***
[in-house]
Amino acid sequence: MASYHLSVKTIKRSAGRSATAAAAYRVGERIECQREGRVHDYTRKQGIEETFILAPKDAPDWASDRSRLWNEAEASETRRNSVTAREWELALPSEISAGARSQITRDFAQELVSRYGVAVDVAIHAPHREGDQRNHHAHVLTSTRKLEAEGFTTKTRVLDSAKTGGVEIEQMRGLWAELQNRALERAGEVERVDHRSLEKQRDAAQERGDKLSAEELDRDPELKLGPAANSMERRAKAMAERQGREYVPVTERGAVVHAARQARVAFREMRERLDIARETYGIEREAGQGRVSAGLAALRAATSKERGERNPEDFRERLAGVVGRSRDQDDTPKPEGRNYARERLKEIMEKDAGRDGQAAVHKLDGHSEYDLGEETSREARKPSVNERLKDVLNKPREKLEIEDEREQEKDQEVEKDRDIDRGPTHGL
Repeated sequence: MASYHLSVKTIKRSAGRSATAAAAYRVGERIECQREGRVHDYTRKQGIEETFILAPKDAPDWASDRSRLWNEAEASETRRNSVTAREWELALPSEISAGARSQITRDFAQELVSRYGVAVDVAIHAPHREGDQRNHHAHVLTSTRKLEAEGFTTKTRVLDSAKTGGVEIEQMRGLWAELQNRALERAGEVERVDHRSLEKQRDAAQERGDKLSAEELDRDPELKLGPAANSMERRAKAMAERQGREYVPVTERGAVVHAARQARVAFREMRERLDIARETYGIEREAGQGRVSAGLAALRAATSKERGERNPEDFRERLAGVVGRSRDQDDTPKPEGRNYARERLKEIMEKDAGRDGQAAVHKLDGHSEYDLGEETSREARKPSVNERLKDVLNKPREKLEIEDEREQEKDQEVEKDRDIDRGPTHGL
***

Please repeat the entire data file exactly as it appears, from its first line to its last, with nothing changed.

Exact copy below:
[in-house]
Amino acid sequence: MASYHLSVKTIKRSAGRSATAAAAYRVGERIECQREGRVHDYTRKQGIEETFILAPKDAPDWASDRSRLWNEAEASETRRNSVTAREWELALPSEISAGARSQITRDFAQELVSRYGVAVDVAIHAPHREGDQRNHHAHVLTSTRKLEAEGFTTKTRVLDSAKTGGVEIEQMRGLWAELQNRALERAGEVERVDHRSLEKQRDAAQERGDKLSAEELDRDPELKLGPAANSMERRAKAMAERQGREYVPVTERGAVVHAARQARVAFREMRERLDIARETYGIEREAGQGRVSAGLAALRAATSKERGERNPEDFRERLAGVVGRSRDQDDTPKPEGRNYARERLKEIMEKDAGRDGQAAVHKLDGHSEYDLGEETSREARKPSVNERLKDVLNKPREKLEIEDEREQEKDQEVEKDRDIDRGPTHGL
Repeated sequence: MASYHLSVKTIKRSAGRSATAAAAYRVGERIECQREGRVHDYTRKQGIEETFILAPKDAPDWASDRSRLWNEAEASETRRNSVTAREWELALPSEISAGARSQITRDFAQELVSRYGVAVDVAIHAPHREGDQRNHHAHVLTSTRKLEAEGFTTKTRVLDSAKTGGVEIEQMRGLWAELQNRALERAGEVERVDHRSLEKQRDAAQERGDKLSAEELDRDPELKLGPAANSMERRAKAMAERQGREYVPVTERGAVVHAARQARVAFREMRERLDIARETYGIEREAGQGRVSAGLAALRAATSKERGERNPEDFRERLAGVVGRSRDQDDTPKPEGRNYARERLKEIMEKDAGRDGQAAVHKLDGHSEYDLGEETSREARKPSVNERLKDVLNKPREKLEIEDEREQEKDQEVEKDRDIDRGPTHGL